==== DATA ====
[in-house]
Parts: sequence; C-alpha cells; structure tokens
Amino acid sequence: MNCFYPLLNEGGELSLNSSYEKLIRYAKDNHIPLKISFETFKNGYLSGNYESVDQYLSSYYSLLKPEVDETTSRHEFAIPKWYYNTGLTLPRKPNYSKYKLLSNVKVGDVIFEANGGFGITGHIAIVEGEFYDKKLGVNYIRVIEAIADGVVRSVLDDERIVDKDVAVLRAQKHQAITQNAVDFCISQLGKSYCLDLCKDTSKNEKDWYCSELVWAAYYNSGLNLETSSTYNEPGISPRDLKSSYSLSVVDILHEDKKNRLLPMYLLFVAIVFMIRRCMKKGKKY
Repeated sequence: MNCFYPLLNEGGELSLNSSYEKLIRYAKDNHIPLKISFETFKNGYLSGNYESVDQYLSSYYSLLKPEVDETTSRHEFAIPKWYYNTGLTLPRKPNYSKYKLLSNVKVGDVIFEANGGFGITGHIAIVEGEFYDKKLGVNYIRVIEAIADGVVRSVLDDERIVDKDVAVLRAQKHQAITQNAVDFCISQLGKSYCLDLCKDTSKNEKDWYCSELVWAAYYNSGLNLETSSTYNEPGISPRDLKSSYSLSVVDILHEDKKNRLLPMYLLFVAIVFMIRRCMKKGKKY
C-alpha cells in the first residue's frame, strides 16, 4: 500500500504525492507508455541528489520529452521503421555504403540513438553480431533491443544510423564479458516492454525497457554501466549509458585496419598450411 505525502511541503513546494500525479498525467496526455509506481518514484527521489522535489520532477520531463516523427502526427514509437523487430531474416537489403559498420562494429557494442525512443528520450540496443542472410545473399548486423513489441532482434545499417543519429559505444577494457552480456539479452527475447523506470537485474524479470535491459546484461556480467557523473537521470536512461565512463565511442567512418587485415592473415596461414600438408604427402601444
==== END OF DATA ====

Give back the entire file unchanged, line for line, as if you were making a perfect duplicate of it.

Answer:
[in-house]
Parts: sequence; C-alpha cells; structure tokens
Amino acid sequence: MNCFYPLLNEGGELSLNSSYEKLIRYAKDNHIPLKISFETFKNGYLSGNYESVDQYLSSYYSLLKPEVDETTSRHEFAIPKWYYNTGLTLPRKPNYSKYKLLSNVKVGDVIFEANGGFGITGHIAIVEGEFYDKKLGVNYIRVIEAIADGVVRSVLDDERIVDKDVAVLRAQKHQAITQNAVDFCISQLGKSYCLDLCKDTSKNEKDWYCSELVWAAYYNSGLNLETSSTYNEPGISPRDLKSSYSLSVVDILHEDKKNRLLPMYLLFVAIVFMIRRCMKKGKKY
Repeated sequence: MNCFYPLLNEGGELSLNSSYEKLIRYAKDNHIPLKISFETFKNGYLSGNYESVDQYLSSYYSLLKPEVDETTSRHEFAIPKWYYNTGLTLPRKPNYSKYKLLSNVKVGDVIFEANGGFGITGHIAIVEGEFYDKKLGVNYIRVIEAIADGVVRSVLDDERIVDKDVAVLRAQKHQAITQNAVDFCISQLGKSYCLDLCKDTSKNEKDWYCSELVWAAYYNSGLNLETSSTYNEPGISPRDLKSSYSLSVVDILHEDKKNRLLPMYLLFVAIVFMIRRCMKKGKKY
C-alpha cells in the first residue's frame, strides 16, 4: 500500500504525492507508455541528489520529452521503421555504403540513438553480431533491443544510423564479458516492454525497457554501466549509458585496419598450411 505525502511541503513546494500525479498525467496526455509506481518514484527521489522535489520532477520531463516523427502526427514509437523487430531474416537489403559498420562494429557494442525512443528520450540496443542472410545473399548486423513489441532482434545499417543519429559505444577494457552480456539479452527475447523506470537485474524479470535491459546484461556480467557523473537521470536512461565512463565511442567512418587485415592473415596461414600438408604427402601444